1. Washed up every dirty glass, plate, piece of cutlery and every single pan which was "soaking." The pans were not really soaking. They were waiting for someone who could be bothered to wash them up properly.

I cleansed the dishes
And these so-called soaking pans
We are now baptised

2. Took out ALL of the kitchen scraps and compost waste. The problem had built up to the point that there were several bowls and egg boxes full of decomposing matter, alongside the designated compost tub.

All that reeks and rots
Banished from the kitchen now
Destined for rebirth

3. Cleaned the kitchen surfaces like they'd never been cleaned before. In actual fact they were wiped down only yesterday, but they looked like they'd never been cleaned before.

So smooth and shiny
This crumb-free, scum-free beauty
Lasts until breakfast

4. Cleaned out the fridge and found a very suspicious-looking chicken. Christian, our tenant, has since informed me that the chicken was definitely rotting. It was his chicken, so I will not carry the burden of guilt.

That costly chicken
Died for you, and it could sue
For livelihood lost

5. Sorted through some of the boxes and bags of things that my parents brought round for the Dog Shop. Everything they get rid of is always brought to us first, in case we find a need for it. In the past we have had some lovely woolly rugs, books, clothes, even unwanted food (which I think is their way of making sure Phil and I are eating enough, but without us having to feel as though we are charity cases, ha ha.)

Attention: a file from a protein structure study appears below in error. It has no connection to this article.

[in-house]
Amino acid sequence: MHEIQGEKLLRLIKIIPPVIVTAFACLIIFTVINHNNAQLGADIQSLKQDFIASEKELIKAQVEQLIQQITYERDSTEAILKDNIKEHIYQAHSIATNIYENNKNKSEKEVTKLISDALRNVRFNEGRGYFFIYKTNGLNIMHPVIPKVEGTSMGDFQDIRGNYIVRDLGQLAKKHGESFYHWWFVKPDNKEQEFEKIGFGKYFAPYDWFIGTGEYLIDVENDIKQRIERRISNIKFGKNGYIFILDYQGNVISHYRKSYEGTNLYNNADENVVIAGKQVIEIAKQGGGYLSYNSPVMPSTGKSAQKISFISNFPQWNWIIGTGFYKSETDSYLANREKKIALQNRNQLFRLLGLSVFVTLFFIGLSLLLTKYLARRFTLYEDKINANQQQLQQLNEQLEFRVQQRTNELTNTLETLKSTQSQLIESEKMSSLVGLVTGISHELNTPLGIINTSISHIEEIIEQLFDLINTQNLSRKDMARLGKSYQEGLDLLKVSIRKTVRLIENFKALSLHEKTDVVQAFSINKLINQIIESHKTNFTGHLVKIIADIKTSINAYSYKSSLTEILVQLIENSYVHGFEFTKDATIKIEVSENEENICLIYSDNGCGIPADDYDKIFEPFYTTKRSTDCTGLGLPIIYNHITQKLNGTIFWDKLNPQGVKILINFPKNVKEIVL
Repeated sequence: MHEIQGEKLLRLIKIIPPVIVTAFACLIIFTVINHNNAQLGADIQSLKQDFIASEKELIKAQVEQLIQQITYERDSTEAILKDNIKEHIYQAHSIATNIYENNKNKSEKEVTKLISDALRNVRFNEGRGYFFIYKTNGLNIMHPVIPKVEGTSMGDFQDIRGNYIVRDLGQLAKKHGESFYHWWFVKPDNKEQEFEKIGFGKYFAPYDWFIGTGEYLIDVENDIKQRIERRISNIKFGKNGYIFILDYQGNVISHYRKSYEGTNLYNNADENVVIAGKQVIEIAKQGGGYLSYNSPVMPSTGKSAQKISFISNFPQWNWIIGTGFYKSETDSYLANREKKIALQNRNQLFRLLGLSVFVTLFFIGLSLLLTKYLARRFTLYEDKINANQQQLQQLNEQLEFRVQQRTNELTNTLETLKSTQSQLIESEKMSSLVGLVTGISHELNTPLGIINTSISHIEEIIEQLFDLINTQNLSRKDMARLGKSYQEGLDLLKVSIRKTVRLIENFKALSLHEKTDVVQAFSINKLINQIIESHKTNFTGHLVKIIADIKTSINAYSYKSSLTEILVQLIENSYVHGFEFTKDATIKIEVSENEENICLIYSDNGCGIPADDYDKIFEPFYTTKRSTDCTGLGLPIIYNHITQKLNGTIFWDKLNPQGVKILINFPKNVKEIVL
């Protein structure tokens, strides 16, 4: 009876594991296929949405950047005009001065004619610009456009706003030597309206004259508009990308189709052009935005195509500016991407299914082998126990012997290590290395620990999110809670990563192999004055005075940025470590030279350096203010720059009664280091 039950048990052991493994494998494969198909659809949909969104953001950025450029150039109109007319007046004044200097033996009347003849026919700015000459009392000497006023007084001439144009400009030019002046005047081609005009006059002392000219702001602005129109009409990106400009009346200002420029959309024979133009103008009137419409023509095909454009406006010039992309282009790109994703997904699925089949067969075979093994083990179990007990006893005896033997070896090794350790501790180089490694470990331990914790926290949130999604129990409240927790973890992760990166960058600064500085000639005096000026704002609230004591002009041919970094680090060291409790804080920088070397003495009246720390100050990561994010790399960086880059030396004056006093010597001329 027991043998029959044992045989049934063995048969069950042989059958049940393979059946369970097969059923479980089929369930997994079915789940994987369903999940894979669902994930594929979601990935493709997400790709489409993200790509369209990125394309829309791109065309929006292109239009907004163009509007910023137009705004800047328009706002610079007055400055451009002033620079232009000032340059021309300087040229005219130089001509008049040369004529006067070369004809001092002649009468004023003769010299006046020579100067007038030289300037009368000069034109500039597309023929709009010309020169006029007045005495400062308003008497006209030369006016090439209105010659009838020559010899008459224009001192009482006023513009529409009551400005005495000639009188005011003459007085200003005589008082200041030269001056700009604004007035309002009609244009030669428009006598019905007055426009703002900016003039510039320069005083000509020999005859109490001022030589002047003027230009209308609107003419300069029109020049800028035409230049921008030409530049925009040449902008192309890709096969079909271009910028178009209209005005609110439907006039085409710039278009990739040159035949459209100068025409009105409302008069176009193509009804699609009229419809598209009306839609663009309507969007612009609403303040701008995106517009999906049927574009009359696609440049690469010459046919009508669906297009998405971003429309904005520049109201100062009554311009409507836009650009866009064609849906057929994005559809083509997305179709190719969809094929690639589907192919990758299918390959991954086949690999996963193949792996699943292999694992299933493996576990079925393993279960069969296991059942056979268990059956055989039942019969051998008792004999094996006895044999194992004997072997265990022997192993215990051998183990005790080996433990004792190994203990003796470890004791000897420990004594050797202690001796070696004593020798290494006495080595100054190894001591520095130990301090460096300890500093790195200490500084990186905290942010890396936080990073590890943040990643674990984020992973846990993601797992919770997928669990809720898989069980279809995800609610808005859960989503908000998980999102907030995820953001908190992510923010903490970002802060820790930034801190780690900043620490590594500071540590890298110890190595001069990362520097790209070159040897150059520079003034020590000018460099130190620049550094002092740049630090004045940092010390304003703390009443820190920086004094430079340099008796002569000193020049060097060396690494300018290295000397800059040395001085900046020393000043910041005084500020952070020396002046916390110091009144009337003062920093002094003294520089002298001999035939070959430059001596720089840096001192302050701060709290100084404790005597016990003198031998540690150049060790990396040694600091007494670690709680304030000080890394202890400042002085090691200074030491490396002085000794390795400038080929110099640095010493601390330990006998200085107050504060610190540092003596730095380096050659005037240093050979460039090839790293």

I cannot ask you
Not to bring boxes and bags
Sometimes we like them

That's all for now, what will tomorrow bring? I can hardly wait.

Saturday, 5 December 2009

Unwanted Arms Become Wanted Legs

Day Two.

Today was another rather full day. In the morning we drove to Aberdyfi to take a walk along the chilly beach, followed by hot chocolate topped with whipped cream :) Then Bec and I went back to work in the afternoon, spending a few hours recording overdubs for the new album. It went pretty well, with another (the third of nine) song "finished," though yet to be tweaked, mixed properly and mastered.

What about the project, you cry! Well, I was about to tell you about that...

With the weather getting colder (although it still seems a little too mild for this end of the year, rather worryingly), I've started fantasizing about LEG WARMERS. I've been looking up knitting websites for some inspiration, but somehow it seems like a waste of good wool. Every time I pick up a ball of wool I get cold feet, ha ha. [Groan]

A couple of weeks ago I happened to be looking at a very ancient Peruvian jumper which no longer fits me (to be honest, I don't think it ever really did), and before I knew it I was removing the sleeves from the body. They looked just like a very beautiful and colourful pair of leg warmers! But, sadly, they felt horribly itchy against my skin, so I figured I needed a liner. That's when I put them away in the 'stuff-I-plan-to-do-something-constructive-with' drawer.